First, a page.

“Home is where Fami is.” – Years ago, a Vietnamese beverage brand used this slogan in their TV commercials, creating such a huge sensation that swirled among Vietnamese audiences, especially us the teenagers. This had been our to-go joke as middle-schoolers and at one point, it was so ingrained into my life to the extent that even now, hearing the word “home” is already enough for my mind to automatically flicker to images of the sweetened soybean milk. But, jokes aside, “home” is such a lovely, yet fused and vague concept that after the said image of a milk carton vanishing away, I am always left with a pang of indescribable emotions. Lying on my bed alone in a 15m2 room in Kralingen, I found myself going back and forth mentally between Rotterdam and my home back in Vietnam, and the question of: “What is home to me?” still lingered.
What makes a house feel homey to you? The media would associate it with warmth, coziness, relaxing ambience and most importantly, family or loved ones. This connotation of a word indeed makes sense and growing up in a culture in which collectivism and family have always been viewed as top priorities, home is where my loved ones are. But clinging onto that idea apparently led to me having a hard time accepting my new place here, in a whole new country, my “home”.
Was it because I was not comfortable living my life? Or was it because I did not have control over how my life was supposed to look and feel like?
It can be, but it lies mostly on the fact that I was alone, the absence of a close-to-heart human-being stirred up a guilty feeling whenever I called a new place home. It did feel like I abandoned all the true values of such a concept and desperately came to terms with something so average, so “not homey”, a makeshift “home” just to seek comfort from.
The doubting phase finally came to an end when I was basking under the blazing summer sun in the central of Vietnam, I found my mind drifting off to a city 9.434km away, with people walking way faster than me, with bikes overrunning mine all the time, with buildings a little bit too modern and the wind a little bit too strong. I was missing something. I did not miss the room I spent nine months holed up in nor the view of the building’s elevator from the window, but I missed the new place I moved in two days prior to my flight back. I missed the comfort of the neighbourhood extending far away, places I did not get the chance to let myself wander in. It came back, the question “What is home to me?” came back. When I finally allowed myself to feel, home was an idea, a feeling, and an emotion.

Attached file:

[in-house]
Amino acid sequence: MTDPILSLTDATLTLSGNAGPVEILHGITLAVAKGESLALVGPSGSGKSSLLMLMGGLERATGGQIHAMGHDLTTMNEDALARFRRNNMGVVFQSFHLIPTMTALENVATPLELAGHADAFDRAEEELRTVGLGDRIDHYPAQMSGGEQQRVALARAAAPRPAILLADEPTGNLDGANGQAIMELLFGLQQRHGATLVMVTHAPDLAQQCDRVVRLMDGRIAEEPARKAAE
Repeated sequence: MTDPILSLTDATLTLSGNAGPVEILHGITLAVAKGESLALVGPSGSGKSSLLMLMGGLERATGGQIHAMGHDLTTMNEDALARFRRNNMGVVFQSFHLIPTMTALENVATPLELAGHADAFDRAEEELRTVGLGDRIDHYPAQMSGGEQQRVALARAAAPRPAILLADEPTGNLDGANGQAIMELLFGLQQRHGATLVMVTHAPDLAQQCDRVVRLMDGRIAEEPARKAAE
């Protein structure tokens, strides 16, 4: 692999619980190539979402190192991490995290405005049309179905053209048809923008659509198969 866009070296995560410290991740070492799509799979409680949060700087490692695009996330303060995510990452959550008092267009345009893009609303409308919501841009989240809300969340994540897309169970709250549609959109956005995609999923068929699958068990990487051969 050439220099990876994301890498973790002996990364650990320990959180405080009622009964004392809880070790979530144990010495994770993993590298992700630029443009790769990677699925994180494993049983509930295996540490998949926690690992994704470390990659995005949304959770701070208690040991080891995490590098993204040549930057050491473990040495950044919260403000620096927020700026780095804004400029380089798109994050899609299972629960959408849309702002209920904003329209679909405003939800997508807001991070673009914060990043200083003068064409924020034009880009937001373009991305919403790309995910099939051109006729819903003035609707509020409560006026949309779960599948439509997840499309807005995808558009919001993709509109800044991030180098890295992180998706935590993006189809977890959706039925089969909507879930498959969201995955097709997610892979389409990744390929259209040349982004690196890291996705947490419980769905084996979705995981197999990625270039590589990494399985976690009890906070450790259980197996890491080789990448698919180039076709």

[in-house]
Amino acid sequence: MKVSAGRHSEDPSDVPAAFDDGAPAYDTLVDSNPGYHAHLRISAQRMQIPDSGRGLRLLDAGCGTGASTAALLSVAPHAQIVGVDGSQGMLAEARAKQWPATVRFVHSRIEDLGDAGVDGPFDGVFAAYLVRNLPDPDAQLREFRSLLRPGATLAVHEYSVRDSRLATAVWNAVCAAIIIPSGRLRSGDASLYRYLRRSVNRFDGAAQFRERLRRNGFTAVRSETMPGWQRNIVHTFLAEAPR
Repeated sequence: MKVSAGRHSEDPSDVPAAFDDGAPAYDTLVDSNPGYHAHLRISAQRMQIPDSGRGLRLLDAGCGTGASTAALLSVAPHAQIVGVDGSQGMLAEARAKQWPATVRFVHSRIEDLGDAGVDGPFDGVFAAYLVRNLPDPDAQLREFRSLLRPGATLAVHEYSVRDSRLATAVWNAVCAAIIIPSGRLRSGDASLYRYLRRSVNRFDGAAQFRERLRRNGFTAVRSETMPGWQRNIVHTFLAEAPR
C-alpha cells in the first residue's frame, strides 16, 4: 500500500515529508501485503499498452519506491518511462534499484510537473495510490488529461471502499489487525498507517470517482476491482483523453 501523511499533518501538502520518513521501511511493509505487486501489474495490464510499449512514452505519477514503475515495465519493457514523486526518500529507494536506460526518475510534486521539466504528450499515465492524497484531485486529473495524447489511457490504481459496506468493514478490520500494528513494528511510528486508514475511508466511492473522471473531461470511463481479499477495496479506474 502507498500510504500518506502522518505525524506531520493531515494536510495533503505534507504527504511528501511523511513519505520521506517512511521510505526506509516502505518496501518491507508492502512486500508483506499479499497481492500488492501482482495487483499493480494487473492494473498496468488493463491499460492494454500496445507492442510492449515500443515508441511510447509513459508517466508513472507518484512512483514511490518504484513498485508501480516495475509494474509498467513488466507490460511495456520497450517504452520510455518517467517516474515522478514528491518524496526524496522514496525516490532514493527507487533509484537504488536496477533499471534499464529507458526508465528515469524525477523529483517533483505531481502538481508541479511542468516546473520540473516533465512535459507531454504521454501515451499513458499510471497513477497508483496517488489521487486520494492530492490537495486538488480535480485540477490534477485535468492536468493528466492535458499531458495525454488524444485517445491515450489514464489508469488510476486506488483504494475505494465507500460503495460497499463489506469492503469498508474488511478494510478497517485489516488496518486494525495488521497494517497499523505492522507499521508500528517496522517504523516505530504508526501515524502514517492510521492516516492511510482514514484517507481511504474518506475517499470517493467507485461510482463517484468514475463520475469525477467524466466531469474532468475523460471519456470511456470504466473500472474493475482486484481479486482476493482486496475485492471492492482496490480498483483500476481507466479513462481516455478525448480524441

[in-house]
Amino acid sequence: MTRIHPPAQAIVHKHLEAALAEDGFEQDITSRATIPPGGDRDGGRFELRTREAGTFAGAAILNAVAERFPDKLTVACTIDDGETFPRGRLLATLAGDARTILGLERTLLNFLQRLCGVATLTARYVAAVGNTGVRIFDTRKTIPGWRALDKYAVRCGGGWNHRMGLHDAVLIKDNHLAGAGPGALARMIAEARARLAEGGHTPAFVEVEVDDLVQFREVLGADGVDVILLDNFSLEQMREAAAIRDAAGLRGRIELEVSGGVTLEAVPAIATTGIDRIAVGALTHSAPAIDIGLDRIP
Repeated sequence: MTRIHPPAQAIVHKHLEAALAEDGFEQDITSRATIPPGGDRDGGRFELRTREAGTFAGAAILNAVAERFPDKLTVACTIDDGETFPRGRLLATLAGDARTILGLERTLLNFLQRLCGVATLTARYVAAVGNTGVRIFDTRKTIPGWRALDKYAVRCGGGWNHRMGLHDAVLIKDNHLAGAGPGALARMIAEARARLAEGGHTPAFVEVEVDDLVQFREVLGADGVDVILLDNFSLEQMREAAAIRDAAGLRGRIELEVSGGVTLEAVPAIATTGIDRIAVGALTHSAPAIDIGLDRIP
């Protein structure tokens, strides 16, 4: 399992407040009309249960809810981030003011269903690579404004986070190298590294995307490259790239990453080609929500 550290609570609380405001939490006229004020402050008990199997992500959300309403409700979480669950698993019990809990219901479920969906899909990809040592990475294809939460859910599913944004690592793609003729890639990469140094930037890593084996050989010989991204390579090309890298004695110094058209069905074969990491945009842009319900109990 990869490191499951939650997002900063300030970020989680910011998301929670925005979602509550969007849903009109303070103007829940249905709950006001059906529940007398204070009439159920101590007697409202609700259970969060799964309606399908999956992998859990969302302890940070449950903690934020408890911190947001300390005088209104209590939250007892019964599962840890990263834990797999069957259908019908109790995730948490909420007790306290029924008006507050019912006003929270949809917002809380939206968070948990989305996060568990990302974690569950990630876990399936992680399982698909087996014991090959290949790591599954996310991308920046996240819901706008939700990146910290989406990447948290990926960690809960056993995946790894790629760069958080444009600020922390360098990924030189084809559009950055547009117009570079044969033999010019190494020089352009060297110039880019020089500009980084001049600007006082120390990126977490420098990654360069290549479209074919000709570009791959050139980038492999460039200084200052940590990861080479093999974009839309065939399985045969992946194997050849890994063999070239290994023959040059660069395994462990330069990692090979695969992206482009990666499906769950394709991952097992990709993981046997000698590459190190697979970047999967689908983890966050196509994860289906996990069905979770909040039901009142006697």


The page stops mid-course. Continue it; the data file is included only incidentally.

Home was just an attachment of one’s self to something, someone, some places, intertwining and fitting in, just like holding hands. I am attached to Rotterdam in a different way; the part I left there is different, it is not a childhood dream, not 7am classes with noodles as breakfast, nor family’s laughter and sisters banter. It is every morning with chocolate muesli and homemade chicken lemongrass, independence and so-called adult autonomy.
Home is still a vague concept, isn’t it? But you know what is really nice? You can have multiple homes at once, and the love for them can still be kept intact. So please don’t be afraid to love, because after all, home is “gezellig”!
Author: Bao Thu Nguyen
Editor: Gwendolyne Cheung
Illustrator: Hanh Tran